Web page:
• First, Subsection 316.1935(7) explains that “[a]ny motor vehicle involved in a violation of [section 316.1935] is deemed to be contraband, which may be seized by a law enforcement agency and is subject to forfeiture pursuant to ss. 932.701-932.704,” the Florida Contraband Forfeiture Act. § 932.701(1), Fla. Stat.
  • Second, the Florida Contraband Forfeiture Act defines a “contraband article” to include “[a]ny . . . vehicle of any kind . . . which was used or was attempted to be used as an instrumentality in the commission of . . . any felony.” § 932.701(2)(a)(5)., Fla. Stat.

Since the forfeiture proceeding was “civil in nature,” that proceeding was distinct from the criminal case. Any judgment in a criminal proceeding was not necessarily admissible in the civil forfeiture proceeding. In other words, the seizing agency in a forfeiture proceeding is not bound by what happened in the related criminal proceeding, but has the opportunity to prove its case for forfeiture in the civil arena. See Wille v. Karrh, 423 So. 2d 963, 964 (Fla. 4th DCA 1982).

In In re Forfeiture of a 1981 Ford Auto., 432 So. 2d 732, 733 (Fla. 4th DCA 1983), the court held that “where evidence is suppressed in a criminal proceeding in such manner that the claimant in the civil forfeiture proceeding has not been subjected to jeopardy, there is no impediment to litigation in the latter proceeding of the issue of whether that same evidence was illegally seized.”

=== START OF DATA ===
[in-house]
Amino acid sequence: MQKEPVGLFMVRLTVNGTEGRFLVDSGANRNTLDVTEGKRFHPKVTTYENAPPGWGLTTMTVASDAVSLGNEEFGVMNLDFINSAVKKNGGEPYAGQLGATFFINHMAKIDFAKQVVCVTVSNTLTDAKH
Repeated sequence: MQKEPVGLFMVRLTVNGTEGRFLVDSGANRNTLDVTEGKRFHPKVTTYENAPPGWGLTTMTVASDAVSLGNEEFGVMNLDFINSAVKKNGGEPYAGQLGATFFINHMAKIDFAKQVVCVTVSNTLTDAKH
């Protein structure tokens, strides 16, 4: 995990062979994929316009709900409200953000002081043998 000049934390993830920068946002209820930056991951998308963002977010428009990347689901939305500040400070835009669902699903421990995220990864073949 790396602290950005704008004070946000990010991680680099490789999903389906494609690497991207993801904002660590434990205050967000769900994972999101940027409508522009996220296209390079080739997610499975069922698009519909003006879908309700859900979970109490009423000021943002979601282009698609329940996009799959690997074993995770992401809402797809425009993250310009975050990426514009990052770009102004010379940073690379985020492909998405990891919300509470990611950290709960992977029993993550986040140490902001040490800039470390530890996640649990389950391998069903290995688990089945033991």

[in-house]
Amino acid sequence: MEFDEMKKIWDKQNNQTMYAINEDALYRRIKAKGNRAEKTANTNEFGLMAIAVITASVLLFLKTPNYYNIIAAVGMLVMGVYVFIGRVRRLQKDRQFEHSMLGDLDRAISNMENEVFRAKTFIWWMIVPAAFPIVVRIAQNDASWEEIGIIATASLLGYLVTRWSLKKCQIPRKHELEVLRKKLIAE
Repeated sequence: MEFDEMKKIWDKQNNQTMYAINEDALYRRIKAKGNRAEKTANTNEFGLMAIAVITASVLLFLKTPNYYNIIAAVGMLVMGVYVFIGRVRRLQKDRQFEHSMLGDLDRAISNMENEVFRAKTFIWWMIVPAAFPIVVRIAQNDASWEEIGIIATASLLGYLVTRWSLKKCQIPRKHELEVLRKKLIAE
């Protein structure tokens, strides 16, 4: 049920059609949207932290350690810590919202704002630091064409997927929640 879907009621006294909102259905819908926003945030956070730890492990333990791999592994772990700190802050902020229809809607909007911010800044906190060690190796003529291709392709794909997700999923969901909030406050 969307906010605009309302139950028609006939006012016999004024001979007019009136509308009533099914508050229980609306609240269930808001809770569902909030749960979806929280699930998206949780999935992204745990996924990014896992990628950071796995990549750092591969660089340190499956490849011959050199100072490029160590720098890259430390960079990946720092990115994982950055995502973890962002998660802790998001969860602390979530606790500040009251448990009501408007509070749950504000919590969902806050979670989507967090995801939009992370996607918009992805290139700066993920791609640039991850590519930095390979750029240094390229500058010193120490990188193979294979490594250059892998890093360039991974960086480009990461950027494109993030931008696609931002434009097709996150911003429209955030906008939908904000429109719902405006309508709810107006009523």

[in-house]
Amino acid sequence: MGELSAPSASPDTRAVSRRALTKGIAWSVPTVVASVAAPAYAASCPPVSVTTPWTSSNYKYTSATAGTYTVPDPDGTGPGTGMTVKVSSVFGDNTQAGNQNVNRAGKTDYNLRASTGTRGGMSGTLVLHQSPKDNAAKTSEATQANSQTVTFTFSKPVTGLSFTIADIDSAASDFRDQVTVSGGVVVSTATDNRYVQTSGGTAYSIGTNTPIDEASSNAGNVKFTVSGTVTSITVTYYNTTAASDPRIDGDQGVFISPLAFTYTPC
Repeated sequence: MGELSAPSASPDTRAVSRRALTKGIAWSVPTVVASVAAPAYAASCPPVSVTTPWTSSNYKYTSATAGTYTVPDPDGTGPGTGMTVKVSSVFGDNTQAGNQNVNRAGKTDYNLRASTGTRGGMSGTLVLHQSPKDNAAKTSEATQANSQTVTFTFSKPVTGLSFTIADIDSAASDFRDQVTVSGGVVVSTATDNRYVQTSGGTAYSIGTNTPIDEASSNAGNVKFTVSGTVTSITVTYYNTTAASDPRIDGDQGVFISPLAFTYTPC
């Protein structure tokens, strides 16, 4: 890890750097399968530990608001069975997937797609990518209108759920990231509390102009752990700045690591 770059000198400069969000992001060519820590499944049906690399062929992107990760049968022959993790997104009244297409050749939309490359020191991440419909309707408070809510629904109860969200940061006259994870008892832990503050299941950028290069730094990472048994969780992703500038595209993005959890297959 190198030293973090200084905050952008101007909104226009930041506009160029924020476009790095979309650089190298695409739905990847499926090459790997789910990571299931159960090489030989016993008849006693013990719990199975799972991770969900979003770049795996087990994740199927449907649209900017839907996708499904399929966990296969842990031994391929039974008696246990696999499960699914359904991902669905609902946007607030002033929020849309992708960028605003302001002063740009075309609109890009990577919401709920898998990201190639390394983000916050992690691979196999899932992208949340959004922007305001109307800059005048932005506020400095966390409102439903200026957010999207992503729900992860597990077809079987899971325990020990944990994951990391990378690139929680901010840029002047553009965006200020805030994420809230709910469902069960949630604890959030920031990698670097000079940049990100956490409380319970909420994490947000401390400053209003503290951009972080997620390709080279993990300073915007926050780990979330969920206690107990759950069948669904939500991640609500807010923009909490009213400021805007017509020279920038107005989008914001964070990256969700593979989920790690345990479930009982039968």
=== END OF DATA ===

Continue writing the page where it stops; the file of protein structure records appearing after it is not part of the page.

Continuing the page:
In In re Forfeiture of $31,252.00 U.S. Currency, 550 So. 2d 537, 538 (Fla. 4th DCA 1989), the court found that even when the criminal case was dismissed pursuant to Florida Rule of Criminal Procedure 3.190(c)(4), that dismissal did not necessarily preclude the seizing agency from pursuing a civil forfeiture against property “involved in the allegedly criminal activity.”


Finding a Lawyer for Flee to Elude Crimes in Florida

Our offices are located in downtown Tampa, We also have offices in New Port Richey in Pasco County, and Clearwater in Pinellas County, FL.

We represent clients charged with fleeing and attempting to elude a law enforcement officer throughout the greater Tampa Bay area, including Tampa, Plant City, St. Petersburg, Clearwater, Bartow, Dade City, New Port Richey, Brooksville, Florida.

We also help clients fight a seizure for the forfeiture of their vehicle after an arrest for fleeing to elude. Contact us to determine why you should demand an adversarial preliminary hearing (APH) within fifteen (15) days of receiving the seizure notice.

Today, we can begin your defense against this serious criminal charge with serious criminal penalties.

Call (813) 250-0500 for a free and confidential consultation today.


Additional Resources

Florida Statute Section 316.1935 – Visit the website of the Florida Senate to find the current version of Florida Statute Section 316.1935 prohibiting fleeing or attempting to elude a law enforcement officer and aggravated fleeing or eluding, including the elements of the offense, potential penalties, requirements for seizures for forfeiture, and the most common defenses.


This article was last updated on Wednesday, July 3, 2024.